My husband's nerves were being tested -- stuck in a check-out line at a local Office Depot. Only two people were working at the front counter. When one clerk finally became available, she turned away from her post and walked away.
Stunned, my husband motioned to her and said, "Ma'am, you have customers waiting." She looked at him and said, "Sorry. My stomach's calling. It's break time!"
Compounding his disbelief, and not standing for "talk-to-the-hand" treatment, he took action. The three other people in line looked on expectantly as my husband called for a store manager. The manager eventually made his way to the front of the store. With underwhelming concern he arranged for another employee to handle the check-out.
On the surface, it looked like the store had a customer service issue. But what was the real issue? Often leadership problems are disguised as customer service problems.
The larger the organization, the more difficult it is for senior leaders to connect with the front line. Office Depot is not unique in that regard. Many organizations are unaware of isolated issues customers experience. Customer satisfaction surveys can only go so far.
As a leader, what can you do to make sure you are not just aware of potential problems, but avoiding them in the first place?
- Hire the best talent for the job. Some people are simply not cut out for the job. No amount of training can get them to the level they need to be if they don't have the right attitude. When it becomes evident that the employee will not succeed in the role, don't hope for change or ignore the problem. Quickly move him to another position that's a better fit or help him move on.
- Look for employees with leadership potential. People with leadership potential are naturally motivated and more engaged in their work. They care about their performance and want to make a positive impact in the organization. They will grow with your organization. Incidentally creativity is now one of the most sought after attributes in leaders.
- Help employees get to know their customers better. They don't necessarily need to know them personally, but they should understand the demographics and psychographics (personality traits) that reflect your market. For example, business customers value their time and appreciate handling transactions quickly. They are typically results oriented.
- Work on yourself. Strengthening your own leadership skills will make you a better leader. Pick one area to improve such as communication with your team, public speaking, coaching, strategic thinking, etc. As you develop your leadership, you'll increase the chances of helping others avoid costly mistakes.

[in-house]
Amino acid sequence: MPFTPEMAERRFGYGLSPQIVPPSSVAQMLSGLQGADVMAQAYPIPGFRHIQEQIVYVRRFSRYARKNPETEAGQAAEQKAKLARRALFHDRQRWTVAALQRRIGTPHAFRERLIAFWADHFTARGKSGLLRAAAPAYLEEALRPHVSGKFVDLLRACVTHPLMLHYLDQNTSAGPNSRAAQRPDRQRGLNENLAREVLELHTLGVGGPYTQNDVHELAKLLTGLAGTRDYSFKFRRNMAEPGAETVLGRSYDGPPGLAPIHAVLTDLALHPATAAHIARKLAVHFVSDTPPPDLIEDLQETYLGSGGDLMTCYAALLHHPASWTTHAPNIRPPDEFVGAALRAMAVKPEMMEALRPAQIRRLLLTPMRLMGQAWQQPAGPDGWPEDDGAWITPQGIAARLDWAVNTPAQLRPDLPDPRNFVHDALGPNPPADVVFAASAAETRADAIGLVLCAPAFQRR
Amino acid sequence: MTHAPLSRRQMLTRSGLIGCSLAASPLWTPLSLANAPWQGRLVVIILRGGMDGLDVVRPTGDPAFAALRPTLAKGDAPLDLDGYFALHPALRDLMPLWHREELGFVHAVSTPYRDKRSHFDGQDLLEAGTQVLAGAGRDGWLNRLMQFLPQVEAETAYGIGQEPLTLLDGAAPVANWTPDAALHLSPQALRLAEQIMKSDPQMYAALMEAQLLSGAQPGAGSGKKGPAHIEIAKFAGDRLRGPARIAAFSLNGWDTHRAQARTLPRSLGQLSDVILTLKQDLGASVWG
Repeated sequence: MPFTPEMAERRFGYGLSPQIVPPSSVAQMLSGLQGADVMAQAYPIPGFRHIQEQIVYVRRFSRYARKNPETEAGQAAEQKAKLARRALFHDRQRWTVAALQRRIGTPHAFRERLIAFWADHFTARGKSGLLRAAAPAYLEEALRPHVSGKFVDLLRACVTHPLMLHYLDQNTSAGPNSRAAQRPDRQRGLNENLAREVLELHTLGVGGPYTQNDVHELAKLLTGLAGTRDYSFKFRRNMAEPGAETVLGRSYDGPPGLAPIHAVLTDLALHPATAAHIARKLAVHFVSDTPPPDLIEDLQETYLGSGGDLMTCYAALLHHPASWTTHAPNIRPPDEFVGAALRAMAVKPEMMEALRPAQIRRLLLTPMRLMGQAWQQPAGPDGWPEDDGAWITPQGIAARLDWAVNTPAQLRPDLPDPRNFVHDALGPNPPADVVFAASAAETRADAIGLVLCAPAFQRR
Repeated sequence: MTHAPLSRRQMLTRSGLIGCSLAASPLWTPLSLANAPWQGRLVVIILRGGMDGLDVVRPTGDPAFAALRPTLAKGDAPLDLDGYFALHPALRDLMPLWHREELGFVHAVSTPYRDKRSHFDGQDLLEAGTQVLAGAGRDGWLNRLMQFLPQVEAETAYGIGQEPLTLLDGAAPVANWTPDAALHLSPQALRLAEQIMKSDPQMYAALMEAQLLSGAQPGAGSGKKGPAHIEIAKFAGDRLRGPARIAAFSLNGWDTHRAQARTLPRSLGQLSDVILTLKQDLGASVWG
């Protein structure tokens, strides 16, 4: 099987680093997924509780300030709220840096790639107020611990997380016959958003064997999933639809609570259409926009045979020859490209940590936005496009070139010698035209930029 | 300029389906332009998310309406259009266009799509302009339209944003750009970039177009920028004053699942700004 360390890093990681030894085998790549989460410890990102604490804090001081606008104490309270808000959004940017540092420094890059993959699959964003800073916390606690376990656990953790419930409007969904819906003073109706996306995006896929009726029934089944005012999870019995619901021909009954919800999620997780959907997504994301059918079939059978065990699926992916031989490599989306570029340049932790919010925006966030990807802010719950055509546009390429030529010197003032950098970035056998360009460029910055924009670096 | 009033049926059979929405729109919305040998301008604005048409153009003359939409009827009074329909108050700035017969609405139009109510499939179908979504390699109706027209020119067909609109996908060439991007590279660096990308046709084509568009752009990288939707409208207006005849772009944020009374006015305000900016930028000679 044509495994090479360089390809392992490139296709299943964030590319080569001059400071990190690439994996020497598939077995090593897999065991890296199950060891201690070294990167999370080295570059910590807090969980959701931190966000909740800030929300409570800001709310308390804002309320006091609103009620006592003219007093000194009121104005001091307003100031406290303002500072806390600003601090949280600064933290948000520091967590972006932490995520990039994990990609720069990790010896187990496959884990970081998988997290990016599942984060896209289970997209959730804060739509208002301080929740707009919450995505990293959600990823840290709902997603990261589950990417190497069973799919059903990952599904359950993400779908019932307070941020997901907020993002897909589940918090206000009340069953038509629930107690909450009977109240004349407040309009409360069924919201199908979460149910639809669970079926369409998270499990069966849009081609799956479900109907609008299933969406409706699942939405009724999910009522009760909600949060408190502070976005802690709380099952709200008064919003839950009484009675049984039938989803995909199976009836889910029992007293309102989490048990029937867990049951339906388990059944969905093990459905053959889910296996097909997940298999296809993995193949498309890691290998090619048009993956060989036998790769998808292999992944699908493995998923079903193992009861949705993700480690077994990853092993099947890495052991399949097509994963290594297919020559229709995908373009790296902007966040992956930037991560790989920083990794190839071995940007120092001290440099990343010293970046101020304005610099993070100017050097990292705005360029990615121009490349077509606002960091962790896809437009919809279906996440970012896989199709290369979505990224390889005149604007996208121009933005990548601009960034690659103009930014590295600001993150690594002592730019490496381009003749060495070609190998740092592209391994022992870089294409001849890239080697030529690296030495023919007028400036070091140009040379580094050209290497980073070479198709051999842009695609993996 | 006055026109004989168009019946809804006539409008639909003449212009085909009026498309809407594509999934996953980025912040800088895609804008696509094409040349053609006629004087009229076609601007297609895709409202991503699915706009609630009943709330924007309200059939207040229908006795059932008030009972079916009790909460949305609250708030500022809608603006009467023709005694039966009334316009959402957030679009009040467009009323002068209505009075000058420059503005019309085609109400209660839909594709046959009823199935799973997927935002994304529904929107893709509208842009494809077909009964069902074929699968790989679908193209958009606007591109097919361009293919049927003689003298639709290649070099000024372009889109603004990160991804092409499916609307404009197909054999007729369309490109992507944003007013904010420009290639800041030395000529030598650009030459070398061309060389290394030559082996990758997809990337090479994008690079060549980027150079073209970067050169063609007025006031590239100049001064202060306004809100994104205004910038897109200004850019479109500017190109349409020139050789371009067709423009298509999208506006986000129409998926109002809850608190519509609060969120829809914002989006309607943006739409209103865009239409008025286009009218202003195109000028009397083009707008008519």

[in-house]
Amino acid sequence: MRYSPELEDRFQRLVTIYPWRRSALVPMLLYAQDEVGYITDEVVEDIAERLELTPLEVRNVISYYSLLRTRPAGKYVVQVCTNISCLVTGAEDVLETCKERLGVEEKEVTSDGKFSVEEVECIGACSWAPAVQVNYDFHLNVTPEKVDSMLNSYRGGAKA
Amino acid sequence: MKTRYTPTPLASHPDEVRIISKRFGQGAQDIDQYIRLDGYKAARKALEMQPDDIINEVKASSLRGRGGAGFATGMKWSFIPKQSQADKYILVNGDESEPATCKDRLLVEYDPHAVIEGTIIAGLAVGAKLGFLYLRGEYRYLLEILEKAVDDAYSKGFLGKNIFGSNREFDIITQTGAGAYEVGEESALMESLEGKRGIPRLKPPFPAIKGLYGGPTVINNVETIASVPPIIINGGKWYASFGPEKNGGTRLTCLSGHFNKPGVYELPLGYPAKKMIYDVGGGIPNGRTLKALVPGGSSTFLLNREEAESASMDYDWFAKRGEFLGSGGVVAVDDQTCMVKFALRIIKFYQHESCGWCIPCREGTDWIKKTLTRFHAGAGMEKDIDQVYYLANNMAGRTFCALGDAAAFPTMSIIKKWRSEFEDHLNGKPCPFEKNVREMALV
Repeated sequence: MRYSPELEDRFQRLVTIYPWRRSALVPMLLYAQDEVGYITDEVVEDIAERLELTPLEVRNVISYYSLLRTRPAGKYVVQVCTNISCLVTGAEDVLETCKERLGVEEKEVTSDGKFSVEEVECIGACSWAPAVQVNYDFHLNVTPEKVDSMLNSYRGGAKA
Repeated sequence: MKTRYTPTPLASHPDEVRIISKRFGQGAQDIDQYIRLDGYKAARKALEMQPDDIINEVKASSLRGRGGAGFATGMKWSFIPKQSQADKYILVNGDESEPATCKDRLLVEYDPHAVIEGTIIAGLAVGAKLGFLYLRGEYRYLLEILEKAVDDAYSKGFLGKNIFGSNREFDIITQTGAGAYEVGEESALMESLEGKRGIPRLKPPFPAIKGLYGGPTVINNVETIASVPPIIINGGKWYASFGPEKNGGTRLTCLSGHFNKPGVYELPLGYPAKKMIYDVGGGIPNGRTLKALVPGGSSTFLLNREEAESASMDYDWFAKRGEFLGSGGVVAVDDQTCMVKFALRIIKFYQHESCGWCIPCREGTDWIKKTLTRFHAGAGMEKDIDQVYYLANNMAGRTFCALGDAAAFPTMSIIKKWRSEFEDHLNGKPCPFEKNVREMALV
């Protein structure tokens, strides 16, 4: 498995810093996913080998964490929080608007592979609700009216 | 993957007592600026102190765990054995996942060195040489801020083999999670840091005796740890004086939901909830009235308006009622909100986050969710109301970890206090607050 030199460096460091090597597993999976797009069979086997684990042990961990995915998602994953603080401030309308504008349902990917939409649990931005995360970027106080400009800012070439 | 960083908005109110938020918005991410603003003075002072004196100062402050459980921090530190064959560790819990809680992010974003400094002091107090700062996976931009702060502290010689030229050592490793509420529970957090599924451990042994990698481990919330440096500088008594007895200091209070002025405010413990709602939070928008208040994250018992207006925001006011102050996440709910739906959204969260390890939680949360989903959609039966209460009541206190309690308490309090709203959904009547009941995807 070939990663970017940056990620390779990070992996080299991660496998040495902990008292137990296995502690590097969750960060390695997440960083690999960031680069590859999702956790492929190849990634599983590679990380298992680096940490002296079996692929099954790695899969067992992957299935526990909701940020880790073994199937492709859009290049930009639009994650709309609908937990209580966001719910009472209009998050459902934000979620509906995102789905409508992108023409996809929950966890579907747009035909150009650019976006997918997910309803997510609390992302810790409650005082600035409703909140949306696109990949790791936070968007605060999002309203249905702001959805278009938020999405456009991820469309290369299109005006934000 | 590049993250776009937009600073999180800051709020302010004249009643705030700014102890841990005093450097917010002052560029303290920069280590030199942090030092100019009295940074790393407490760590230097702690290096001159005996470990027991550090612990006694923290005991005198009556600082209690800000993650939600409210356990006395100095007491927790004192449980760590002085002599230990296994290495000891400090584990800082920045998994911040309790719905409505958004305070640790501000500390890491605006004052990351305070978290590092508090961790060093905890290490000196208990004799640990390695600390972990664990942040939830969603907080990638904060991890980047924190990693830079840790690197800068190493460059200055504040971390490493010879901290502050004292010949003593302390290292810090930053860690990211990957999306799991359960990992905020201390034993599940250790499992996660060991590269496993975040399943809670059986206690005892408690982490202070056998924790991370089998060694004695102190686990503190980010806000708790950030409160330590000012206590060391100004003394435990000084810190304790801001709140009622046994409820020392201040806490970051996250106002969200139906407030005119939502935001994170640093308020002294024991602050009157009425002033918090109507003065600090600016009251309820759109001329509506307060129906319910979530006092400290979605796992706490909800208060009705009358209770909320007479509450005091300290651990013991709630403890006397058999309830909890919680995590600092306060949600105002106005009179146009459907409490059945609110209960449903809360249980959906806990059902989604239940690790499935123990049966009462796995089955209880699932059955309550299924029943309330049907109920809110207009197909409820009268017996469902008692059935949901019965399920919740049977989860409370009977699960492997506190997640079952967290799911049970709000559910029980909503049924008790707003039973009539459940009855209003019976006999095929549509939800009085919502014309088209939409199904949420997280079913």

- Look for symptoms. Poor customer service is only one possible symptom that points to problematic leadership. Other likely clues include high employee turnover, low employee engagement, poor employee communication and lack of teamwork.
Serious leadership problems may go undetected for some time. Who's got the guts to tell the boss they could be the problem?
Some employees are good at compensating for poor leadership. They plod along working in counterproductive environments. They work for leaders who have no self-awareness about their negative impact. Some employees even make these bosses look good. But they can only sustain that kind of performance for so long.
Ironically leadership problems that become visible can be a positive force in your business.
When leadership problems are revealed, you're forced to take a hard look at your business. Then you can take appropriate actions that create more dramatic improvements in the business.
Leadership issues can be tricky and sensitive to address. But by doing so, you can move your business in new directions.
Once the real issues surface, real change can happen.
What leadership challenges are bubbling under the surface in your business?
How can you see them on your radar before customers do?
PS -- When my husband returned home, he contacted Office Depot's corporate senior management to express his concerns. They were very responsive.
On subsequent visits to the same store, we have seen noticeable improvement in their customer service which likely reflects positive shifts in their leadership as well.
"Reprinted from 'WorkMatters,' a free ezine produced by Gayle Lantz featuring tips for leaders and executives who want to grow their business, their teams, and themselves. Subscribe at:
Thanks to Gayle Lantz's WorkMatters